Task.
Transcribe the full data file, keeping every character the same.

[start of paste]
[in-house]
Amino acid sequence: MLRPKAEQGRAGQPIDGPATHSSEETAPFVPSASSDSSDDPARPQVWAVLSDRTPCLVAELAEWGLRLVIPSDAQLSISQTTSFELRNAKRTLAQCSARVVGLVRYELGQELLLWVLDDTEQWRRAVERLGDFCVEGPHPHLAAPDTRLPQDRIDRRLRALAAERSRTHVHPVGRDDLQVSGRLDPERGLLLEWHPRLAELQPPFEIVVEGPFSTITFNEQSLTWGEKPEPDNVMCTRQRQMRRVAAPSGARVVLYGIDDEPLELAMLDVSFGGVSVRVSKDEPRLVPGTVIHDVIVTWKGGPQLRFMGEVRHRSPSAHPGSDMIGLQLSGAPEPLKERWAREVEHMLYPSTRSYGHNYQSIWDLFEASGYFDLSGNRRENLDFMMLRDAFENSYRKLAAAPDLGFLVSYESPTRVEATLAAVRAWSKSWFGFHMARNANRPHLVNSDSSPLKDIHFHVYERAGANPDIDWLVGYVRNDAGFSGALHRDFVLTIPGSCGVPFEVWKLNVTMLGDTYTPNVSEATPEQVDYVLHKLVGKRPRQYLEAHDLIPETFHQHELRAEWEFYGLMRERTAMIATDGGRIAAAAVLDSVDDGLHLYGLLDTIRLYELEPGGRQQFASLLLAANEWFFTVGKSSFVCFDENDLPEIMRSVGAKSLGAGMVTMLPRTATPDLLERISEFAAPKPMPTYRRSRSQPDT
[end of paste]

[in-house]
Amino acid sequence: MLRPKAEQGRAGQPIDGPATHSSEETAPFVPSASSDSSDDPARPQVWAVLSDRTPCLVAELAEWGLRLVIPSDAQLSISQTTSFELRNAKRTLAQCSARVVGLVRYELGQELLLWVLDDTEQWRRAVERLGDFCVEGPHPHLAAPDTRLPQDRIDRRLRALAAERSRTHVHPVGRDDLQVSGRLDPERGLLLEWHPRLAELQPPFEIVVEGPFSTITFNEQSLTWGEKPEPDNVMCTRQRQMRRVAAPSGARVVLYGIDDEPLELAMLDVSFGGVSVRVSKDEPRLVPGTVIHDVIVTWKGGPQLRFMGEVRHRSPSAHPGSDMIGLQLSGAPEPLKERWAREVEHMLYPSTRSYGHNYQSIWDLFEASGYFDLSGNRRENLDFMMLRDAFENSYRKLAAAPDLGFLVSYESPTRVEATLAAVRAWSKSWFGFHMARNANRPHLVNSDSSPLKDIHFHVYERAGANPDIDWLVGYVRNDAGFSGALHRDFVLTIPGSCGVPFEVWKLNVTMLGDTYTPNVSEATPEQVDYVLHKLVGKRPRQYLEAHDLIPETFHQHELRAEWEFYGLMRERTAMIATDGGRIAAAAVLDSVDDGLHLYGLLDTIRLYELEPGGRQQFASLLLAANEWFFTVGKSSFVCFDENDLPEIMRSVGAKSLGAGMVTMLPRTATPDLLERISEFAAPKPMPTYRRSRSQPDT